In Physics, Aristotle starts his positive account of the infinite by raising a problem: “[I]f one supposes it not to exist, many impossible things result, and equally if one supposes it to exist.” His views on time, extended magnitudes, and number imply that there must be some sense in which the infinite exists, for he holds that time has no beginning or end, magnitudes are infinitely divisible, and there is no highest number. In Aristotle's view, a plurality cannot escape having bounds if all of its members exist at once. Two interesting, and contrasting, interpretations of Aristotle's account can be found in the work of Jaako Hintikka and of Jonathan Lear. Hintikka tries to explain the sense in which the infinite is actually, and the sense in which its being is like the being of a day or a contest. Lear focuses on the sense in which the infinite is only potential, and emphasizes that an infinite, unlike a day or a contest, is always incomplete.
L. A. Paul
Counterfactual analyses have received a good deal of attention in recent years, resulting in a host of counterexamples and objections to the simple analysis and its descendants. The counterexamples are often complex and can seem baroque to the outsider (indeed, even to the insider), and it may be tempting to dismiss them as irrelevant or uninteresting. But while we may be able to ignore some counterexamples because the intuitions they evoke are unclear or misguided, the importance of investigating the causal relation via investigating counterexamples should not be underestimated.
If the future is real, and the outcomes of chancy processes are “already” occurrent, then in what sense is the chancy process genuinely chancy? This topic is the fatalism issue. Discussed by Aristotle more than two millennia ago, the question is whether various logical principles, when applied to propositions about future events, imply that the future is in some sense fixed. If the future is like the past, and the past is fixed, then are future events fixed in the same sense? This chapter gives the latest on this traditional topic, carefully surveying various works and trying a new tack that steers away from fatalism. It concludes that it is difficult to find ways to rule out causal loops, and gives an account of the direction of causation.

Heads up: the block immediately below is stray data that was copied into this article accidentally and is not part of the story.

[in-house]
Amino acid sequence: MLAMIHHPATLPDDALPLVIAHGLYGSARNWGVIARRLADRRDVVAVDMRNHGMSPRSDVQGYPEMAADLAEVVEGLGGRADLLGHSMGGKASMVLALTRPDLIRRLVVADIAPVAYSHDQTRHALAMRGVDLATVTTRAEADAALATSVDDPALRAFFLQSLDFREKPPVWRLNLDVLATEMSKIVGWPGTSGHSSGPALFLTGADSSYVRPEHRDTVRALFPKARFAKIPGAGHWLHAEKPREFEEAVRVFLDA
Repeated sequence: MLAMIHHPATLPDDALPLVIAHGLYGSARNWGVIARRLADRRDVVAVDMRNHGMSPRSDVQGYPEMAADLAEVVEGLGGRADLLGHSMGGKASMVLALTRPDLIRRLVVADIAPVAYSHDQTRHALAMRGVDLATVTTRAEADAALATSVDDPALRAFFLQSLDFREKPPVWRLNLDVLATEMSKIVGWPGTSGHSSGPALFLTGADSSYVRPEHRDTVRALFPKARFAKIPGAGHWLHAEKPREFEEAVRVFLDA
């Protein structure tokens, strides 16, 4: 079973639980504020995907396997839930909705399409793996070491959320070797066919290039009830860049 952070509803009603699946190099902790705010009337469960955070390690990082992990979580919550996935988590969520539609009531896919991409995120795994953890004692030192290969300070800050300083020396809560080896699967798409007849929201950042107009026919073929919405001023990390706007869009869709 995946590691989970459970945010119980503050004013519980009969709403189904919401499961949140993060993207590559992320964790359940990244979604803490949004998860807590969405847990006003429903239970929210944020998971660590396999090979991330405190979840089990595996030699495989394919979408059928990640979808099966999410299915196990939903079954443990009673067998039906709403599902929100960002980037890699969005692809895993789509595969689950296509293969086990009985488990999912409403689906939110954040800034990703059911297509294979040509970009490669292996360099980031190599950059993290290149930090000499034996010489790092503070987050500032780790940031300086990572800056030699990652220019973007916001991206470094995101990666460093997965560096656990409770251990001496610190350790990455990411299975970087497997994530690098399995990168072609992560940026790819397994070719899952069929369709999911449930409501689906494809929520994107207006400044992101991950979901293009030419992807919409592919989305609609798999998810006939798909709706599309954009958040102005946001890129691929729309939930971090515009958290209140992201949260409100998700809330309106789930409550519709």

The topic of identity seems to many of us to be philosophically unproblematic. Identity, it is said, is the relation that each thing has to itself and to nothing else. Of course, there are many disputable claims that one can make using a predicate that expresses the identity relation. For example: there is something that was a man and is identical to God; there is something that might have been a poached egg that is identical to some philosopher. But puzzling as these claims may be, it is not the identity relation that is causing the trouble. The lesson appears to be a general one. Puzzles that are articulated using the word ‘identity’ are not puzzles about the identity relation itself. One may have noticed that our gloss on identity as ‘the relation that each thing has to itself and to nothing else’ was not really an analysis of the concept of identity in any reasonable sense of ‘analysis’, since an understanding of ‘itself’ and ‘to nothing else’ already requires a mastery of what identity amounts to.